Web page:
• During a thunderstorm, ions are created that nucleate rain drops in thunderclouds (ionic nucleation).

measuring polarisability
Measuring Polarisability
  • Polarisability is dependent on the frequency of the E-field.
  • The Clausius-Mossotti equation relates the dielectric constant (permittivity) e of a molecule having a volume v to a:

• At the frequency of visible light, however, only the electronic polarisability, ao, is active.

• At these frequencies, the Lorenz-Lorentz equation relates the refractive index, n (n2 = e) to ao:

So we see that measurements of the refractive index can be used to find the electronic polarisability.

slide47

Frequency dependence of polarisability

From Israelachvili, Intermol. Surf. Forces, p. 99

slide48

PV diagram for CO2

Van der Waals Gas Equation:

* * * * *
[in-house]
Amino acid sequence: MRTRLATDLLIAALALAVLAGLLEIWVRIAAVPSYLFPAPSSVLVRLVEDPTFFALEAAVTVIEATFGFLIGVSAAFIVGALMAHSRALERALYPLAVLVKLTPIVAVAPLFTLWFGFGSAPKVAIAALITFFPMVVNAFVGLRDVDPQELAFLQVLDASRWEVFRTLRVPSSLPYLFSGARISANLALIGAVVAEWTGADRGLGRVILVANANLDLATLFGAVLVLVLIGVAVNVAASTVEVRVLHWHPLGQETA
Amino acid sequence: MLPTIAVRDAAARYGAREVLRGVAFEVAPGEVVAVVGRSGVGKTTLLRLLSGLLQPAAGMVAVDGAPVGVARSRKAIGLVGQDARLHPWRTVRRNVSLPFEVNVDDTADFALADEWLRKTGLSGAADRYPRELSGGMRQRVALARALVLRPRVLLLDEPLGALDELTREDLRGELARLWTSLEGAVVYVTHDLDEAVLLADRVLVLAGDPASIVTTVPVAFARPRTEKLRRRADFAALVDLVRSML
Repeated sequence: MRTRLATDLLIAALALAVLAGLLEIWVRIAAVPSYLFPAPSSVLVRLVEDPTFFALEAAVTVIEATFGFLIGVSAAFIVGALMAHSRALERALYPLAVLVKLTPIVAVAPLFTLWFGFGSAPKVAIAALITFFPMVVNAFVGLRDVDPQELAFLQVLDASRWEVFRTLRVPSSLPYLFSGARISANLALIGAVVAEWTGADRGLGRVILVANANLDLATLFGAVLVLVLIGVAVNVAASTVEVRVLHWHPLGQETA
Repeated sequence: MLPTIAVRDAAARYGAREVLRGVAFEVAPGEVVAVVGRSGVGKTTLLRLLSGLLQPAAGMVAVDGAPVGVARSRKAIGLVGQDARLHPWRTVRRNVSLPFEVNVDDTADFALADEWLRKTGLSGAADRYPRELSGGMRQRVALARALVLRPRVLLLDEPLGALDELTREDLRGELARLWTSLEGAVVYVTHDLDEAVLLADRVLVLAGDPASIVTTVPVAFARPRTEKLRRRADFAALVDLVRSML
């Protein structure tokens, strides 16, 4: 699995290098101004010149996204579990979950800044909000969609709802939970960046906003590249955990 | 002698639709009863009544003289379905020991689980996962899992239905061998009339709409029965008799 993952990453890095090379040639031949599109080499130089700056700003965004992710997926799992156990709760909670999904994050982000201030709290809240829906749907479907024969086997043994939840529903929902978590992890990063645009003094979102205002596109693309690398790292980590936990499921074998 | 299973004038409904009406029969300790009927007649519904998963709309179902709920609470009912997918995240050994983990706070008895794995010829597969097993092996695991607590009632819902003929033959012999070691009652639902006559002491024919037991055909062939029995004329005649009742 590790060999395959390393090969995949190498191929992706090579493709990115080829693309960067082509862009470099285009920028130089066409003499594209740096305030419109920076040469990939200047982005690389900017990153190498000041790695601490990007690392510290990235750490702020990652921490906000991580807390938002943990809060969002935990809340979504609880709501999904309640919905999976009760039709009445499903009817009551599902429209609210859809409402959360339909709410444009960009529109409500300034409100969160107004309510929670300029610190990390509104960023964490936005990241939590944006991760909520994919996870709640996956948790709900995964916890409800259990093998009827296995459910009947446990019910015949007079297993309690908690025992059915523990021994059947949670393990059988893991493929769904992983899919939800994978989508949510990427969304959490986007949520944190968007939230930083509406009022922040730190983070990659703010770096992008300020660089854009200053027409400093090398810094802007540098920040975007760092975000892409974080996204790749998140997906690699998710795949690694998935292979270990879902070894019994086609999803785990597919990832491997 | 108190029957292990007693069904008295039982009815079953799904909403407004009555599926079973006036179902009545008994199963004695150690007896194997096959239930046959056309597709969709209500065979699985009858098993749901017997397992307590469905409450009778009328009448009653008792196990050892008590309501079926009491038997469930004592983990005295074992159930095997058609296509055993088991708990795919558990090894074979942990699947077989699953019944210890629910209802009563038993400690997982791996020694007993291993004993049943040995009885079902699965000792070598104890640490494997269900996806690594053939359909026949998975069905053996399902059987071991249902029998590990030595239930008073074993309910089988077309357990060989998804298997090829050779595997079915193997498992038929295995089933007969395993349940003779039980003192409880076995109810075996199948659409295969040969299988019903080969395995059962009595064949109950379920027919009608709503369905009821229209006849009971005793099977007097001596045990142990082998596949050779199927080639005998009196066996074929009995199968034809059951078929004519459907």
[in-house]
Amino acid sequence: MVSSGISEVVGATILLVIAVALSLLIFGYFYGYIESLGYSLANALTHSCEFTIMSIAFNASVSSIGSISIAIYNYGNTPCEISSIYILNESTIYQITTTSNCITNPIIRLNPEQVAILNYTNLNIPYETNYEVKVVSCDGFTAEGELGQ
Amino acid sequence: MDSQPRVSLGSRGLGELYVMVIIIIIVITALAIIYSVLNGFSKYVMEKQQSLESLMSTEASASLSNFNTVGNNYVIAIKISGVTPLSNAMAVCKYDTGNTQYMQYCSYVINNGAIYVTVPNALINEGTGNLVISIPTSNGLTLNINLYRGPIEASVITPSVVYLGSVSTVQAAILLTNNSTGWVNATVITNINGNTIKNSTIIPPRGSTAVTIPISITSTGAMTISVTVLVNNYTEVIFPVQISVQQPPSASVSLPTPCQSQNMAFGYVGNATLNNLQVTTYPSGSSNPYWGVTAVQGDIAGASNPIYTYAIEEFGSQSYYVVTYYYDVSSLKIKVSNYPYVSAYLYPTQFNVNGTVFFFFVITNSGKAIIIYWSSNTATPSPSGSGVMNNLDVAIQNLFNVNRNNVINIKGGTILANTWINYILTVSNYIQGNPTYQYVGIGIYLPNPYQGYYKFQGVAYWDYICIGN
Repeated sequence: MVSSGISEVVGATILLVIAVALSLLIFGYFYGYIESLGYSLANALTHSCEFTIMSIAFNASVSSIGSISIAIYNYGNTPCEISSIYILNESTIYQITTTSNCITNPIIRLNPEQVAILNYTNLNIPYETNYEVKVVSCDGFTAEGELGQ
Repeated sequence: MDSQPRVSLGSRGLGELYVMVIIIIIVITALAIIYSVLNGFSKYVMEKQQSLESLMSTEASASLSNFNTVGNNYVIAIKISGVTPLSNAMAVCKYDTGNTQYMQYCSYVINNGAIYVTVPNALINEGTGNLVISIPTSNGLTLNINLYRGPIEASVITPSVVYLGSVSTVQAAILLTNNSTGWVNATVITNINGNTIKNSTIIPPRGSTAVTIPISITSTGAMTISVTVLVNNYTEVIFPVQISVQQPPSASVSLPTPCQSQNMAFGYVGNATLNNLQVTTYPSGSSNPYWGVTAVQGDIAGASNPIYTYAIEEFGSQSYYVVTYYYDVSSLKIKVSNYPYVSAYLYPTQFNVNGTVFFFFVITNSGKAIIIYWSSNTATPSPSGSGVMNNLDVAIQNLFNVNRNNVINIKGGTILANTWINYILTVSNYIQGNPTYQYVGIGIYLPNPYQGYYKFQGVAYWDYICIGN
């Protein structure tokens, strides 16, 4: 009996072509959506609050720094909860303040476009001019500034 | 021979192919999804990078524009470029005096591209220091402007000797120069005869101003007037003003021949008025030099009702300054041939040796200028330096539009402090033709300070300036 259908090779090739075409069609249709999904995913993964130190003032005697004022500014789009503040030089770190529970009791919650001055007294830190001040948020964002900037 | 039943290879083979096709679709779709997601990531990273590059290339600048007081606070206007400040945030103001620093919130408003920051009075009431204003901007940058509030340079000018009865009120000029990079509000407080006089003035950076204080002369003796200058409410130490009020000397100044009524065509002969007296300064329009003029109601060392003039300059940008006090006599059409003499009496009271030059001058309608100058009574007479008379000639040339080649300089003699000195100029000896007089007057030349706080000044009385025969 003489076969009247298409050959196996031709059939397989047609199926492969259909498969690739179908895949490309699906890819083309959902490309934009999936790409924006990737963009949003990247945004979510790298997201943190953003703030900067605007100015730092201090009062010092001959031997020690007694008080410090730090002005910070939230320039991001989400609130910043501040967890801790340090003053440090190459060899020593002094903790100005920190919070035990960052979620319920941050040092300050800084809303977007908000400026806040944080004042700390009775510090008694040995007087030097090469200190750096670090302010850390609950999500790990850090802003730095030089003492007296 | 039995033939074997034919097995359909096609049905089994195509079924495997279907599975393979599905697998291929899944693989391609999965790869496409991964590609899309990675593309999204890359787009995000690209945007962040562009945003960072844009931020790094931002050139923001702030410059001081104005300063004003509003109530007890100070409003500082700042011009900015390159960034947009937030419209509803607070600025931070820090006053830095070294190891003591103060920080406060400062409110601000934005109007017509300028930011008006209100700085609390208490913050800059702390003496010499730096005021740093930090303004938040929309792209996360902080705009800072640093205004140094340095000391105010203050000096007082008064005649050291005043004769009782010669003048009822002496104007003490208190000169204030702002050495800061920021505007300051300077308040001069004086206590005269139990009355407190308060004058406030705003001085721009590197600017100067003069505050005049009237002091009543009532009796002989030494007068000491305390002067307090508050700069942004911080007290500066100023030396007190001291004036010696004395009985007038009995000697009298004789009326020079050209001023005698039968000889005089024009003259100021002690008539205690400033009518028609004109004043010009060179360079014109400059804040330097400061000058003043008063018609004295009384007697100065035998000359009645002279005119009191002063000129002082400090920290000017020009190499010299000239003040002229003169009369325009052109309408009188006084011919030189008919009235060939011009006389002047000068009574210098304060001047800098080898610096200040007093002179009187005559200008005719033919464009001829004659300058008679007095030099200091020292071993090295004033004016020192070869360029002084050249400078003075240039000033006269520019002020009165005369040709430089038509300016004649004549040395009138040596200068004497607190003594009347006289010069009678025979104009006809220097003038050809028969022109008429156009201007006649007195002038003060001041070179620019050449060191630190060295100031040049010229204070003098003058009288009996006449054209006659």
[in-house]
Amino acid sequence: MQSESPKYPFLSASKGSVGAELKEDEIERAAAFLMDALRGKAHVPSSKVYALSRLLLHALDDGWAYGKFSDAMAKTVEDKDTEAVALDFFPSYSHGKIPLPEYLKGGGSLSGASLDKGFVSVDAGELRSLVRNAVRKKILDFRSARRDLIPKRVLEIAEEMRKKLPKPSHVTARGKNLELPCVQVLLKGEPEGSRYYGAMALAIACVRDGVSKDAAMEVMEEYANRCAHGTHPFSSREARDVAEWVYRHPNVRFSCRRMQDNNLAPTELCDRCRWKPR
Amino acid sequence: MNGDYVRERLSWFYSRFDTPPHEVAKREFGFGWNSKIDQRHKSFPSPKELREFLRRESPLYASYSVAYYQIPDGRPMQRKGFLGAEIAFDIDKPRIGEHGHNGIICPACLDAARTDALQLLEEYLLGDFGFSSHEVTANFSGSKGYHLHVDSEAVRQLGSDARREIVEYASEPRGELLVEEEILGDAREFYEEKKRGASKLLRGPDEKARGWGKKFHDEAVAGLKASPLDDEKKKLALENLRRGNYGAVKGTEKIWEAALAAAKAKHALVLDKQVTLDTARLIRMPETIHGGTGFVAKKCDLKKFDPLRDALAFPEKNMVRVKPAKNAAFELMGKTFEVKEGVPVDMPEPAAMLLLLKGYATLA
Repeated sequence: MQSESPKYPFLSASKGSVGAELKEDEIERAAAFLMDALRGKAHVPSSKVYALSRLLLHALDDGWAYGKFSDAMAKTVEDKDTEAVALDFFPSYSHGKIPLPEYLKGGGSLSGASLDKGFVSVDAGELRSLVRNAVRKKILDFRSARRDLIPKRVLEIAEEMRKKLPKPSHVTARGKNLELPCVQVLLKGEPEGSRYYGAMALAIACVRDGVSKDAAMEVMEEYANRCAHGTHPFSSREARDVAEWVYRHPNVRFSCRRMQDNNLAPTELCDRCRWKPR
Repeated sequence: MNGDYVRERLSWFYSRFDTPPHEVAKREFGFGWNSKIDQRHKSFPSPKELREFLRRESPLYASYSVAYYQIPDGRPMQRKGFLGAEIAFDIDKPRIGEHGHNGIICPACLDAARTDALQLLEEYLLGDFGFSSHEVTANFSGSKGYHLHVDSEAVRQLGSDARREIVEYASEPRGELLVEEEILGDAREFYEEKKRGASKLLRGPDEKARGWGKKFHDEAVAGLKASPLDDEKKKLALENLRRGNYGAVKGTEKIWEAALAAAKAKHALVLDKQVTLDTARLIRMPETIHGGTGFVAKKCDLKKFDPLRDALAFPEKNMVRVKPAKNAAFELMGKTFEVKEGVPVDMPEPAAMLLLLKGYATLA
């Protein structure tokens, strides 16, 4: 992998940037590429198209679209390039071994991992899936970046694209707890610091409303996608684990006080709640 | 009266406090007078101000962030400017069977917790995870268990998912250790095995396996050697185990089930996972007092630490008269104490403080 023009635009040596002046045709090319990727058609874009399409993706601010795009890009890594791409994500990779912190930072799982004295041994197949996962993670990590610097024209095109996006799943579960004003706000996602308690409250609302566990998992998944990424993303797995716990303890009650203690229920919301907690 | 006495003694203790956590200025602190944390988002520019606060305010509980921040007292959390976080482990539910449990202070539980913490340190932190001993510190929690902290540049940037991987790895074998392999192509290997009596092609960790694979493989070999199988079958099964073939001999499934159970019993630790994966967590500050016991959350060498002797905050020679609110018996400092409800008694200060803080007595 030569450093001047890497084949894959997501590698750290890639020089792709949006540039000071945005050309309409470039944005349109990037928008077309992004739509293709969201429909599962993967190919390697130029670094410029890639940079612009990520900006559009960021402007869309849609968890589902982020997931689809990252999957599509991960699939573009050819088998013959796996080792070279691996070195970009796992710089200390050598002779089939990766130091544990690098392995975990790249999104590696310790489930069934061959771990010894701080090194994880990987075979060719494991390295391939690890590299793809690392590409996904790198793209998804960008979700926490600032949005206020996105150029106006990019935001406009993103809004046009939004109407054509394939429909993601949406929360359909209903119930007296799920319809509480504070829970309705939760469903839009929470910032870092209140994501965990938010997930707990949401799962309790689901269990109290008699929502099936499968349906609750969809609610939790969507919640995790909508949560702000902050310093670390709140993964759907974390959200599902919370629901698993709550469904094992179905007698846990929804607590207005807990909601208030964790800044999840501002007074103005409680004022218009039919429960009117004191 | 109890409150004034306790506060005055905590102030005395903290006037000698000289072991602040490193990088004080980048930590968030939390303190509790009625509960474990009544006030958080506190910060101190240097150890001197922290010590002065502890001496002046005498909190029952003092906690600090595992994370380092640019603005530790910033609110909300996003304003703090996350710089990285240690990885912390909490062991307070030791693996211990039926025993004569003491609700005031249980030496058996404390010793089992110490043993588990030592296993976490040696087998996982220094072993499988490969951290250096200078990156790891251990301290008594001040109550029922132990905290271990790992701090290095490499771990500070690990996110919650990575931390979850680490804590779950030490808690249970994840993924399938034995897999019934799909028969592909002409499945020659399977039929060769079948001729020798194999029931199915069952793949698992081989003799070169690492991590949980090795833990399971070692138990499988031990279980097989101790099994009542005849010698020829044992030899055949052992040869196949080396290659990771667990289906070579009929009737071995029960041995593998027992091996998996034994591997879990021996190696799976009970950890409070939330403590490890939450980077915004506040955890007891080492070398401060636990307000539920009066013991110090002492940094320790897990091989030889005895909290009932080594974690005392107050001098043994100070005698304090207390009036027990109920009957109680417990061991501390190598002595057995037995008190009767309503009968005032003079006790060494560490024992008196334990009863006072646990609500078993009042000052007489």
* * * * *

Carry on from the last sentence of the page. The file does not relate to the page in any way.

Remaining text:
Non-polar gasses condense into liquids because of the dispersive (London) attractive energy.

it.wikipedia.org/wiki/Legge_di_Van_der_Waals

measuring polarisability1
Measuring Polarisability
  • The van der Waals’ gas law can be written (with V = molar volume) as:

The constant, a, is directly related to the London constant, C:

wheresis the molecular diameter (= closest molecular spacing). We can thus use the C-M, L-L and v.d.W. equations to find values for aoanda.

measuring polarisability2
Measuring Polarisability

From Israelachvili, Intermol.& Surf. Forces

slide51

ze

q

r

Problem Set 1